This section has been reviewed and approved by the PLWC Editorial
An infection occurs when harmful bacteria, viruses, or fungi (such as
yeast) invade the body and the immune system is not able to destroy them
quickly enough. People with cancer are more likely to develop infections
because both cancer and cancer treatments can weaken your immune system.
The immune system
The immune system fights harmful organisms (bacteria, viruses, and fungi)
that try to invade the body. The immune system includes the skin, the
spleen, the lymph nodes, and the bone marrow (a spongy, fatty tissue
found inside larger bones). It also includes leukocytes, the
infection-fighting white blood cells (WBCs)
that are made inside the bone marrow. If not enough WBCs
are present, a condition called leukopenia
results, and the body is less able to fight an infection. Neutrophils are WBCs that
destroy harmful bacteria. A low level of neutrophils,
called neutropenia, can increase the risk
of dangerous bacterial infections.
Cancer and cancer treatment can interfere with the functioning of the immune
system in several ways:
- Because the immune
system is busy fighting the cancer, it is less able to protect
against other infections at the same time.
- Lack of sleep, stress,
poor diet, and other side effects of cancer and cancer treatment weaken
the immune system.
- Some chemotherapy drugs
can cause the bone marrow and other parts of the immune system to
malfunction, lowering the production of WBCs.
- Radiation therapy can
also affect the bone marrow, especially if given to extensive areas
of the body or to bones in the pelvis, legs, chest, or abdomen.
- Cancers that affect the
bone marrow directly (including leukemia or lymphoma) or cancers
that metastasize (spread) to the bone (such breast or lung cancers)
can crowd normal bone marrow cells, lowering WBC production.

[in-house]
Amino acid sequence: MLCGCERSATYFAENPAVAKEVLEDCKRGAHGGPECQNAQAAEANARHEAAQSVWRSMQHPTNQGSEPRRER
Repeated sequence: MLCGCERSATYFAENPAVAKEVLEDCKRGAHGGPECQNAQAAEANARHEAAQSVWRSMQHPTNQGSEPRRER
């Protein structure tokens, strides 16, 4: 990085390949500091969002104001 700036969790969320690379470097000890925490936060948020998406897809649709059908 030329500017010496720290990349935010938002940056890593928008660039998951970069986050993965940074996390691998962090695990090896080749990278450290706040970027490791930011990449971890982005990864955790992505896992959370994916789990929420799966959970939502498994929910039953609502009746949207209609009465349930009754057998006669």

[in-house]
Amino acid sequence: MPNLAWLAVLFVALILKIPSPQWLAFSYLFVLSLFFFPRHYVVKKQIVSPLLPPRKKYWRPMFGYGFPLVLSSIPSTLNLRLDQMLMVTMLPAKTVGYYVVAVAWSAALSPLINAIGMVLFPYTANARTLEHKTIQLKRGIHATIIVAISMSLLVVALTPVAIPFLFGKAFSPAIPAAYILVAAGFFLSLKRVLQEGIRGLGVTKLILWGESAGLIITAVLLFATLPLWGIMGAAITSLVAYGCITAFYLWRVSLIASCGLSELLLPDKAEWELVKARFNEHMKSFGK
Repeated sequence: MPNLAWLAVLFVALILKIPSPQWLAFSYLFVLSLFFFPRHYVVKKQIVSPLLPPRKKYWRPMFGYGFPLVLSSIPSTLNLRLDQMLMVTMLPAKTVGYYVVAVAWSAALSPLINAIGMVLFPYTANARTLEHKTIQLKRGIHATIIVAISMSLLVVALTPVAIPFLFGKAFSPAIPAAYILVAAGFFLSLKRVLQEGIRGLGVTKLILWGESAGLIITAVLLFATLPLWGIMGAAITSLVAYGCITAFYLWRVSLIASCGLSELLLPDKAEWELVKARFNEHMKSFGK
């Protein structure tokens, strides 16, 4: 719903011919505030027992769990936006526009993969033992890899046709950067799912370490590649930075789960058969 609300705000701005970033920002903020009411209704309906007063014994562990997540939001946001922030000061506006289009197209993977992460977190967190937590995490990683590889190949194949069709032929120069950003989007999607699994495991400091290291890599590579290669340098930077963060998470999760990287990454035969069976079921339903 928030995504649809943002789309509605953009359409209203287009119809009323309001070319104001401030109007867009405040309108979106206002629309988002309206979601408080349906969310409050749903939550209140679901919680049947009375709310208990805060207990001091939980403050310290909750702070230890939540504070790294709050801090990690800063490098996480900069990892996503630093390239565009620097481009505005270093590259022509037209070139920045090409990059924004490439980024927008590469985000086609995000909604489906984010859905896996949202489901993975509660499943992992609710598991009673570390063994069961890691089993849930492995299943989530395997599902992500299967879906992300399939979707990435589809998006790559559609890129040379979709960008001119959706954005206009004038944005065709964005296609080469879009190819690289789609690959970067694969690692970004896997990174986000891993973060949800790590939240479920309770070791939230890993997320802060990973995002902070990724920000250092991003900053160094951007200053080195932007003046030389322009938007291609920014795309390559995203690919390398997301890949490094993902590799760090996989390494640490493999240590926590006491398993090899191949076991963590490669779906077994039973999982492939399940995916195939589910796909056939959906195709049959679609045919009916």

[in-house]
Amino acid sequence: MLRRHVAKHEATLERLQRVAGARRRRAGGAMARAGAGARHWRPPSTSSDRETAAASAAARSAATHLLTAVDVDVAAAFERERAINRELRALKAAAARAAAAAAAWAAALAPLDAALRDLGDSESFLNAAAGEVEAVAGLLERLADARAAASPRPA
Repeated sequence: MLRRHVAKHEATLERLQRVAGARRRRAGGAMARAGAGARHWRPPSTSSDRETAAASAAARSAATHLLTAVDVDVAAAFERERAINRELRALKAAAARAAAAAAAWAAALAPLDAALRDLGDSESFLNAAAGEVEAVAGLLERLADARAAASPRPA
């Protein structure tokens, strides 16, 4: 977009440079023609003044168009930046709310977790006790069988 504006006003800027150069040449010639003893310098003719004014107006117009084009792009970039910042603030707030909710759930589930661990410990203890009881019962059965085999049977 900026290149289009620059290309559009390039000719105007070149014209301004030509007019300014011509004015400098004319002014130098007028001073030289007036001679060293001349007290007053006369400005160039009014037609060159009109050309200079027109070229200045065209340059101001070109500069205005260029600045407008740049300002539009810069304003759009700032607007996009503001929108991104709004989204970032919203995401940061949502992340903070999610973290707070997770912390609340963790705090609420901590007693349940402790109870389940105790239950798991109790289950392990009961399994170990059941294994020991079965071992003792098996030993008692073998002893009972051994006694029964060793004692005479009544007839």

Signs and symptoms
People with cancer and neutropenia or a low WBC
count are at risk for having a minor infection become serious. Infections
can start almost anywhere, but common places for infections include the
mouth, skin, lungs, urinary tract, rectum, and reproductive organs (such
as the vagina). Talk to your doctor right away if you experience any of
the following signs of infection:
- A fever (temperature of
100.5°F or higher)
- Chills or sweating
- A sore throat or sores
in the mouth
- Abdominal pain
- Pain or burning when
urinating or frequent urination
- Diarrhea or sores around
- A cough or
- Any redness, swelling,
or pain, particularly around a cut or wound
- Unusual vaginal
discharge or itching
If neutropenia is present or the overall WBC
count is low, the doctor may decide to treat the infection with
medications, such as filgrastim (Neupogen), pegfilgrastim (Neulasta), or sargramostim
(Leukine or Prokine)
to encourage the body to make more neutrophils
or other types of WBCs to reduce the risk of an
If an infection does occur, patients may be treated with antibiotics or
antifungal medications. If neutropenia and a
fever develop (called neutropenic fever),
patients may need to be hospitalized in order to receive intravenous (IV)
antibiotics. Patients at high risk for developing an infection, because
of neutropenia or because of chemotherapy or
radiation therapy, may be treated with prophylactic (preventive)
antibiotics or antifungal medications.
Tips for preventing infections
In addition to receiving treatment from your doctor, the following
suggestions can help prevent infections. Avoiding infections when the neutrophil count is low is especially important.
- Get plenty of rest and
eat a well-balanced diet.
- Try to avoid crowded
places and contact with people who are ill.
- Do not share food, drink
cups, utensils, or other personal items like toothbrushes.
- Wash your hands
frequently, especially after using the bathroom or before eating.
- Shower or bathe daily
and use lotion to prevent your skin from becoming dry and cracked.
- Be careful using sharp
objects, such as scissors or knives, and use an electric shaver to
- Do not eat raw foods,
including meats, shellfish, and eggs, and avoid or carefully wash
raw fruits and vegetables.
- Do not change cat litter
or handle animal waste.
- Use gloves for gardening
and housework, especially while cleaning.
- Clean your teeth and
gums with a soft toothbrush and, if your doctor or dentist. prescribes one, use a mouthwash to prevent